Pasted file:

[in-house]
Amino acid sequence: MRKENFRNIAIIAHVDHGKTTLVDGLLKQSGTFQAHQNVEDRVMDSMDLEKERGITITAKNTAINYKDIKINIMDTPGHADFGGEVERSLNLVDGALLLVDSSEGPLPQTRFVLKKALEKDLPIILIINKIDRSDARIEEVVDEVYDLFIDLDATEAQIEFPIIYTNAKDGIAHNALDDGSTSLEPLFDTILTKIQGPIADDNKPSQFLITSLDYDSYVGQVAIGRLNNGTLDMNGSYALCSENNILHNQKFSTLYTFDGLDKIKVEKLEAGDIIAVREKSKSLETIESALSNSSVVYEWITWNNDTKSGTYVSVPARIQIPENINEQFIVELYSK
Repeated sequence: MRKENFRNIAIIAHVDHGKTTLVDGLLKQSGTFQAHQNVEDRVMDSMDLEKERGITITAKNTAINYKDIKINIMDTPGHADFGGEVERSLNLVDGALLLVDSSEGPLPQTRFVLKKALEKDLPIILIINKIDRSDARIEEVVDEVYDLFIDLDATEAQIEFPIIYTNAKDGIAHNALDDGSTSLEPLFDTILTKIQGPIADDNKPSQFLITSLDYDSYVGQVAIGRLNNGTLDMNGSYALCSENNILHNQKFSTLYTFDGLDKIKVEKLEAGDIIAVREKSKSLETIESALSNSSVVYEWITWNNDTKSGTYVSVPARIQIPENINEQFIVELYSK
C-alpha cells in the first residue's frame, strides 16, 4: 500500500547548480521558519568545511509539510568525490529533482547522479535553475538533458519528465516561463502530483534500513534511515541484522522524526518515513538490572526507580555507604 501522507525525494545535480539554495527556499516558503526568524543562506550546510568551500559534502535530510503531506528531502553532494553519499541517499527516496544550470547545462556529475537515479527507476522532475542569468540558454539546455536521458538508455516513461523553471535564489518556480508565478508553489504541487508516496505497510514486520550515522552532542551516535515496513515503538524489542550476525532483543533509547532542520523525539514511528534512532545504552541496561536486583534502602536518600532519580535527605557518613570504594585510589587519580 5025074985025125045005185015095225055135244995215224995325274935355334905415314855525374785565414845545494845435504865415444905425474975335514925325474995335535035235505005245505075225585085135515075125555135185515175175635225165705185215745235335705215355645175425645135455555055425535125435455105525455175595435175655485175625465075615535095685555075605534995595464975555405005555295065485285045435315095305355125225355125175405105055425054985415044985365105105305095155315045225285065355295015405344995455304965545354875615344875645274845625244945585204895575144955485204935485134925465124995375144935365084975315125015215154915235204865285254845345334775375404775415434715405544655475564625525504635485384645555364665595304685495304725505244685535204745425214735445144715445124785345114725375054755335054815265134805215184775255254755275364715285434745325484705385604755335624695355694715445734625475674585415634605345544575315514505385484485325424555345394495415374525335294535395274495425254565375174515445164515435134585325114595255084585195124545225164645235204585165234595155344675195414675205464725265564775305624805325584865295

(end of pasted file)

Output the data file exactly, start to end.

[in-house]
Amino acid sequence: MRKENFRNIAIIAHVDHGKTTLVDGLLKQSGTFQAHQNVEDRVMDSMDLEKERGITITAKNTAINYKDIKINIMDTPGHADFGGEVERSLNLVDGALLLVDSSEGPLPQTRFVLKKALEKDLPIILIINKIDRSDARIEEVVDEVYDLFIDLDATEAQIEFPIIYTNAKDGIAHNALDDGSTSLEPLFDTILTKIQGPIADDNKPSQFLITSLDYDSYVGQVAIGRLNNGTLDMNGSYALCSENNILHNQKFSTLYTFDGLDKIKVEKLEAGDIIAVREKSKSLETIESALSNSSVVYEWITWNNDTKSGTYVSVPARIQIPENINEQFIVELYSK
Repeated sequence: MRKENFRNIAIIAHVDHGKTTLVDGLLKQSGTFQAHQNVEDRVMDSMDLEKERGITITAKNTAINYKDIKINIMDTPGHADFGGEVERSLNLVDGALLLVDSSEGPLPQTRFVLKKALEKDLPIILIINKIDRSDARIEEVVDEVYDLFIDLDATEAQIEFPIIYTNAKDGIAHNALDDGSTSLEPLFDTILTKIQGPIADDNKPSQFLITSLDYDSYVGQVAIGRLNNGTLDMNGSYALCSENNILHNQKFSTLYTFDGLDKIKVEKLEAGDIIAVREKSKSLETIESALSNSSVVYEWITWNNDTKSGTYVSVPARIQIPENINEQFIVELYSK
C-alpha cells in the first residue's frame, strides 16, 4: 500500500547548480521558519568545511509539510568525490529533482547522479535553475538533458519528465516561463502530483534500513534511515541484522522524526518515513538490572526507580555507604 501522507525525494545535480539554495527556499516558503526568524543562506550546510568551500559534502535530510503531506528531502553532494553519499541517499527516496544550470547545462556529475537515479527507476522532475542569468540558454539546455536521458538508455516513461523553471535564489518556480508565478508553489504541487508516496505497510514486520550515522552532542551516535515496513515503538524489542550476525532483543533509547532542520523525539514511528534512532545504552541496561536486583534502602536518600532519580535527605557518613570504594585510589587519580 5025074985025125045005185015095225055135244995215224995325274935355334905415314855525374785565414845545494845435504865415444905425474975335514925325474995335535035235505005245505075225585085135515075125555135185515175175635225165705185215745235335705215355645175425645135455555055425535125435455105525455175595435175655485175625465075615535095685555075605534995595464975555405005555295065485285045435315095305355125225355125175405105055425054985415044985365105105305095155315045225285065355295015405344995455304965545354875615344875645274845625244945585204895575144955485204935485134925465124995375144935365084975315125015215154915235204865285254845345334775375404775415434715405544655475564625525504635485384645555364665595304685495304725505244685535204745425214735445144715445124785345114725375054755335054815265134805215184775255254755275364715285434745325484705385604755335624695355694715445734625475674585415634605345544575315514505385484485325424555345394495415374525335294535395274495425254565375174515445164515435134585325114595255084585195124545225164645235204585165234595155344675195414675205464725265564775305624805325584865295